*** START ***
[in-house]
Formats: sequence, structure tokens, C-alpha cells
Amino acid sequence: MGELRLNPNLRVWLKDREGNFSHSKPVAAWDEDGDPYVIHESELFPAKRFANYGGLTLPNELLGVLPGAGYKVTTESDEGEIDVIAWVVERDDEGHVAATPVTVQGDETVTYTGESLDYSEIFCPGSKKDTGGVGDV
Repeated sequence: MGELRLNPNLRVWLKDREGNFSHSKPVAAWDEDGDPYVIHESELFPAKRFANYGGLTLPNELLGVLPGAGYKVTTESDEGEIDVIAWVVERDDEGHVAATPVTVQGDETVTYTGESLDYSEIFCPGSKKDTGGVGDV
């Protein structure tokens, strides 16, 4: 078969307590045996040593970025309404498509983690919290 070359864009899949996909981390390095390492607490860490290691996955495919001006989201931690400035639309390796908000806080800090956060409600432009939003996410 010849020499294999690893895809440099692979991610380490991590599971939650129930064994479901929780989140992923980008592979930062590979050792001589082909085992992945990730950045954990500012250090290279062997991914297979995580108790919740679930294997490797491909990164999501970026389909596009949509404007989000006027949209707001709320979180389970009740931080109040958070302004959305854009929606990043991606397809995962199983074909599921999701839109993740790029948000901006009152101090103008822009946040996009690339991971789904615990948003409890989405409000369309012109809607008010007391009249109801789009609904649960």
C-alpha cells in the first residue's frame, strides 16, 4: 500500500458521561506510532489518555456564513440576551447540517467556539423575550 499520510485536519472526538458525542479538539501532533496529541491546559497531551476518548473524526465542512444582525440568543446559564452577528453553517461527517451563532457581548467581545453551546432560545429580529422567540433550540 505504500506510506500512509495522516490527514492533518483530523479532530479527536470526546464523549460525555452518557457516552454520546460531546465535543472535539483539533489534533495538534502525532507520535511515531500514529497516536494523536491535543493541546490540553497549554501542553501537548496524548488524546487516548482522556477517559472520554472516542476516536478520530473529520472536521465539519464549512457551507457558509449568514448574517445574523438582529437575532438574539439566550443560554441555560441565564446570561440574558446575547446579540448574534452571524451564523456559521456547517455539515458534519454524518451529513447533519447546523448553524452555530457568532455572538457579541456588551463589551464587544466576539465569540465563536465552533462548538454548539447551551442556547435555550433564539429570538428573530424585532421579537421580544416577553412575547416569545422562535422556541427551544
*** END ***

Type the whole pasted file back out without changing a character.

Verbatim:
[in-house]
Formats: sequence, structure tokens, C-alpha cells
Amino acid sequence: MGELRLNPNLRVWLKDREGNFSHSKPVAAWDEDGDPYVIHESELFPAKRFANYGGLTLPNELLGVLPGAGYKVTTESDEGEIDVIAWVVERDDEGHVAATPVTVQGDETVTYTGESLDYSEIFCPGSKKDTGGVGDV
Repeated sequence: MGELRLNPNLRVWLKDREGNFSHSKPVAAWDEDGDPYVIHESELFPAKRFANYGGLTLPNELLGVLPGAGYKVTTESDEGEIDVIAWVVERDDEGHVAATPVTVQGDETVTYTGESLDYSEIFCPGSKKDTGGVGDV
């Protein structure tokens, strides 16, 4: 078969307590045996040593970025309404498509983690919290 070359864009899949996909981390390095390492607490860490290691996955495919001006989201931690400035639309390796908000806080800090956060409600432009939003996410 010849020499294999690893895809440099692979991610380490991590599971939650129930064994479901929780989140992923980008592979930062590979050792001589082909085992992945990730950045954990500012250090290279062997991914297979995580108790919740679930294997490797491909990164999501970026389909596009949509404007989000006027949209707001709320979180389970009740931080109040958070302004959305854009929606990043991606397809995962199983074909599921999701839109993740790029948000901006009152101090103008822009946040996009690339991971789904615990948003409890989405409000369309012109809607008010007391009249109801789009609904649960």
C-alpha cells in the first residue's frame, strides 16, 4: 500500500458521561506510532489518555456564513440576551447540517467556539423575550 499520510485536519472526538458525542479538539501532533496529541491546559497531551476518548473524526465542512444582525440568543446559564452577528453553517461527517451563532457581548467581545453551546432560545429580529422567540433550540 505504500506510506500512509495522516490527514492533518483530523479532530479527536470526546464523549460525555452518557457516552454520546460531546465535543472535539483539533489534533495538534502525532507520535511515531500514529497516536494523536491535543493541546490540553497549554501542553501537548496524548488524546487516548482522556477517559472520554472516542476516536478520530473529520472536521465539519464549512457551507457558509449568514448574517445574523438582529437575532438574539439566550443560554441555560441565564446570561440574558446575547446579540448574534452571524451564523456559521456547517455539515458534519454524518451529513447533519447546523448553524452555530457568532455572538457579541456588551463589551464587544466576539465569540465563536465552533462548538454548539447551551442556547435555550433564539429570538428573530424585532421579537421580544416577553412575547416569545422562535422556541427551544